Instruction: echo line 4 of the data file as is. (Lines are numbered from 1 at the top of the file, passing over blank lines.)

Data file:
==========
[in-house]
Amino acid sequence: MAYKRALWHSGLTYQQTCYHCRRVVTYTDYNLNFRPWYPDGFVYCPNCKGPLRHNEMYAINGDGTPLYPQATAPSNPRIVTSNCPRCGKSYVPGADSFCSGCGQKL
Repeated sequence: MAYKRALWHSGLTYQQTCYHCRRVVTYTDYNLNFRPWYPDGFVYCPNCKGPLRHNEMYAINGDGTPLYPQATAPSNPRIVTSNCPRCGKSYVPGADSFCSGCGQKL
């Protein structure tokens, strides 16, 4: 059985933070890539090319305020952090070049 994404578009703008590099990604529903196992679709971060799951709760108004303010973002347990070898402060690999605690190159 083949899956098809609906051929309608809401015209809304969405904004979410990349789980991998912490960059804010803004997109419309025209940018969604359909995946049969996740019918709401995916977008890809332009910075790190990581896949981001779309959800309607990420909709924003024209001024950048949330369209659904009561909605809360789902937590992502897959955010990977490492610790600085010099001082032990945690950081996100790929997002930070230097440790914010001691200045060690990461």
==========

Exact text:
């Protein structure tokens, strides 16, 4: 059985933070890539090319305020952090070049 994404578009703008590099990604529903196992679709971060799951709760108004303010973002347990070898402060690999605690190159 083949899956098809609906051929309608809401015209809304969405904004979410990349789980991998912490960059804010803004997109419309025209940018969604359909995946049969996740019918709401995916977008890809332009910075790190990581896949981001779309959800309607990420909709924003024209001024950048949330369209659904009561909605809360789902937590992502897959955010990977490492610790600085010099001082032990945690950081996100790929997002930070230097440790914010001691200045060690990461």